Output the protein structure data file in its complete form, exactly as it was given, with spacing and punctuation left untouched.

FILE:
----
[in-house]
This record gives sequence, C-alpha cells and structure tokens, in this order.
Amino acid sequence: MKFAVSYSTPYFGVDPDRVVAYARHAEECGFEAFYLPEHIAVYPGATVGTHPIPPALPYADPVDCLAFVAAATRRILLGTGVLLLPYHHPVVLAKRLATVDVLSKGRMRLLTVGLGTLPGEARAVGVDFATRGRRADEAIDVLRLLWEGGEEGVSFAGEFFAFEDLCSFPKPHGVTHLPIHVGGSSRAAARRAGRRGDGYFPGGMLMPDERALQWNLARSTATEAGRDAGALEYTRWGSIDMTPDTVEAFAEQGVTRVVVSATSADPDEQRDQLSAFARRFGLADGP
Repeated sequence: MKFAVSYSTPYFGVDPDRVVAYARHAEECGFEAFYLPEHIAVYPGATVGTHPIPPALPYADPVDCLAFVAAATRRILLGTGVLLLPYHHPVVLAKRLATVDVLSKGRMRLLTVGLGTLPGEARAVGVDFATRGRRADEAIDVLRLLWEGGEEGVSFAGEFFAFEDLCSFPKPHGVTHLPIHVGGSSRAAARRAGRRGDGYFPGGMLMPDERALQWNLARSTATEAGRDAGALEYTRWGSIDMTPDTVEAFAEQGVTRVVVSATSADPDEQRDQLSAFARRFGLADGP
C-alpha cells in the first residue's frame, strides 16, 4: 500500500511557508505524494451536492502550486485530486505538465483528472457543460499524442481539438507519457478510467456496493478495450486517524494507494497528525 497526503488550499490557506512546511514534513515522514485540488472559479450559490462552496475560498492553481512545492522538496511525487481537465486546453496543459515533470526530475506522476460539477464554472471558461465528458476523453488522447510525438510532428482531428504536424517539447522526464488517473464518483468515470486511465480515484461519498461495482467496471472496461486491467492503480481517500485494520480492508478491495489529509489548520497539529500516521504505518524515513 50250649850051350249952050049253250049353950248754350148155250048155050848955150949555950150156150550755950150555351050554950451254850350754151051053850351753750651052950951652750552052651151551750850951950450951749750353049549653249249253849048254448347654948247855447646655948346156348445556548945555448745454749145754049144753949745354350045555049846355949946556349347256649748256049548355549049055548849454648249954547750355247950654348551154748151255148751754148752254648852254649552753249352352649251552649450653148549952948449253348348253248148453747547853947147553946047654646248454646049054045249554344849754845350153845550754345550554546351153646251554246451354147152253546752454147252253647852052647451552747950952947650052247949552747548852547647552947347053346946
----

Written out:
[in-house]
This record gives sequence, C-alpha cells and structure tokens, in this order.
Amino acid sequence: MKFAVSYSTPYFGVDPDRVVAYARHAEECGFEAFYLPEHIAVYPGATVGTHPIPPALPYADPVDCLAFVAAATRRILLGTGVLLLPYHHPVVLAKRLATVDVLSKGRMRLLTVGLGTLPGEARAVGVDFATRGRRADEAIDVLRLLWEGGEEGVSFAGEFFAFEDLCSFPKPHGVTHLPIHVGGSSRAAARRAGRRGDGYFPGGMLMPDERALQWNLARSTATEAGRDAGALEYTRWGSIDMTPDTVEAFAEQGVTRVVVSATSADPDEQRDQLSAFARRFGLADGP
Repeated sequence: MKFAVSYSTPYFGVDPDRVVAYARHAEECGFEAFYLPEHIAVYPGATVGTHPIPPALPYADPVDCLAFVAAATRRILLGTGVLLLPYHHPVVLAKRLATVDVLSKGRMRLLTVGLGTLPGEARAVGVDFATRGRRADEAIDVLRLLWEGGEEGVSFAGEFFAFEDLCSFPKPHGVTHLPIHVGGSSRAAARRAGRRGDGYFPGGMLMPDERALQWNLARSTATEAGRDAGALEYTRWGSIDMTPDTVEAFAEQGVTRVVVSATSADPDEQRDQLSAFARRFGLADGP
C-alpha cells in the first residue's frame, strides 16, 4: 500500500511557508505524494451536492502550486485530486505538465483528472457543460499524442481539438507519457478510467456496493478495450486517524494507494497528525 497526503488550499490557506512546511514534513515522514485540488472559479450559490462552496475560498492553481512545492522538496511525487481537465486546453496543459515533470526530475506522476460539477464554472471558461465528458476523453488522447510525438510532428482531428504536424517539447522526464488517473464518483468515470486511465480515484461519498461495482467496471472496461486491467492503480481517500485494520480492508478491495489529509489548520497539529500516521504505518524515513 50250649850051350249952050049253250049353950248754350148155250048155050848955150949555950150156150550755950150555351050554950451254850350754151051053850351753750651052950951652750552052651151551750850951950450951749750353049549653249249253849048254448347654948247855447646655948346156348445556548945555448745454749145754049144753949745354350045555049846355949946556349347256649748256049548355549049055548849454648249954547750355247950654348551154748151255148751754148752254648852254649552753249352352649251552649450653148549952948449253348348253248148453747547853947147553946047654646248454646049054045249554344849754845350153845550754345550554546351153646251554246451354147152253546752454147252253647852052647451552747950952947650052247949552747548852547647552947347053346946